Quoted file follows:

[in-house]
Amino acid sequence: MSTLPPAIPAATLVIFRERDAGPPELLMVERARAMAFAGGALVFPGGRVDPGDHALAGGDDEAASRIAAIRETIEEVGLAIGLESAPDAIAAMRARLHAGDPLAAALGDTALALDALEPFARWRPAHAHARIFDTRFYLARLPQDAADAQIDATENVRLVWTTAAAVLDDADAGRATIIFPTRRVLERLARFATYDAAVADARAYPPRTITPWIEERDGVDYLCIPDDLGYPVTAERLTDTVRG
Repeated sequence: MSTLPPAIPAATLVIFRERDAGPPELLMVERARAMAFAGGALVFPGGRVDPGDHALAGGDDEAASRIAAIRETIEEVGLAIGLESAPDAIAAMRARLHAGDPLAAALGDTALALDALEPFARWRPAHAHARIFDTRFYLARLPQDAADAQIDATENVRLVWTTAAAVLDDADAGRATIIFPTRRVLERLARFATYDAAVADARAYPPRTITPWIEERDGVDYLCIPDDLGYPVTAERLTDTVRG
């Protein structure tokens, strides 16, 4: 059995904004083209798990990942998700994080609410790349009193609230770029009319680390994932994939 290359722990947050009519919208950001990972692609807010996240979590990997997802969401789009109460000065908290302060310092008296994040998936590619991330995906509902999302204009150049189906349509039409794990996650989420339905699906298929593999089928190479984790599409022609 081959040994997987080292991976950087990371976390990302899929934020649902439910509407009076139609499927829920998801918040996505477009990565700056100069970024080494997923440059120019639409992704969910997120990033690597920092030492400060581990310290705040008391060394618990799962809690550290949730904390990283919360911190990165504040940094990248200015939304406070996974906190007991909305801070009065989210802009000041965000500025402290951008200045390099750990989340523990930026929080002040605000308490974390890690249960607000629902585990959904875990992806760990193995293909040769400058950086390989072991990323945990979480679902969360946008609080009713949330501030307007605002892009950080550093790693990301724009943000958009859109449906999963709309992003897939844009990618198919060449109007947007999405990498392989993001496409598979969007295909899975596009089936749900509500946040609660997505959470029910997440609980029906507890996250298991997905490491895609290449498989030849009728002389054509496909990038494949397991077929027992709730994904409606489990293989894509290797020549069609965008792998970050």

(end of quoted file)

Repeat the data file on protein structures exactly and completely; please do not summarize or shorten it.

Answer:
[in-house]
Amino acid sequence: MSTLPPAIPAATLVIFRERDAGPPELLMVERARAMAFAGGALVFPGGRVDPGDHALAGGDDEAASRIAAIRETIEEVGLAIGLESAPDAIAAMRARLHAGDPLAAALGDTALALDALEPFARWRPAHAHARIFDTRFYLARLPQDAADAQIDATENVRLVWTTAAAVLDDADAGRATIIFPTRRVLERLARFATYDAAVADARAYPPRTITPWIEERDGVDYLCIPDDLGYPVTAERLTDTVRG
Repeated sequence: MSTLPPAIPAATLVIFRERDAGPPELLMVERARAMAFAGGALVFPGGRVDPGDHALAGGDDEAASRIAAIRETIEEVGLAIGLESAPDAIAAMRARLHAGDPLAAALGDTALALDALEPFARWRPAHAHARIFDTRFYLARLPQDAADAQIDATENVRLVWTTAAAVLDDADAGRATIIFPTRRVLERLARFATYDAAVADARAYPPRTITPWIEERDGVDYLCIPDDLGYPVTAERLTDTVRG
């Protein structure tokens, strides 16, 4: 059995904004083209798990990942998700994080609410790349009193609230770029009319680390994932994939 290359722990947050009519919208950001990972692609807010996240979590990997997802969401789009109460000065908290302060310092008296994040998936590619991330995906509902999302204009150049189906349509039409794990996650989420339905699906298929593999089928190479984790599409022609 081959040994997987080292991976950087990371976390990302899929934020649902439910509407009076139609499927829920998801918040996505477009990565700056100069970024080494997923440059120019639409992704969910997120990033690597920092030492400060581990310290705040008391060394618990799962809690550290949730904390990283919360911190990165504040940094990248200015939304406070996974906190007991909305801070009065989210802009000041965000500025402290951008200045390099750990989340523990930026929080002040605000308490974390890690249960607000629902585990959904875990992806760990193995293909040769400058950086390989072991990323945990979480679902969360946008609080009713949330501030307007605002892009950080550093790693990301724009943000958009859109449906999963709309992003897939844009990618198919060449109007947007999405990498392989993001496409598979969007295909899975596009089936749900509500946040609660997505959470029910997440609980029906507890996250298991997905490491895609290449498989030849009728002389054509496909990038494949397991077929027992709730994904409606489990293989894509290797020549069609965008792998970050």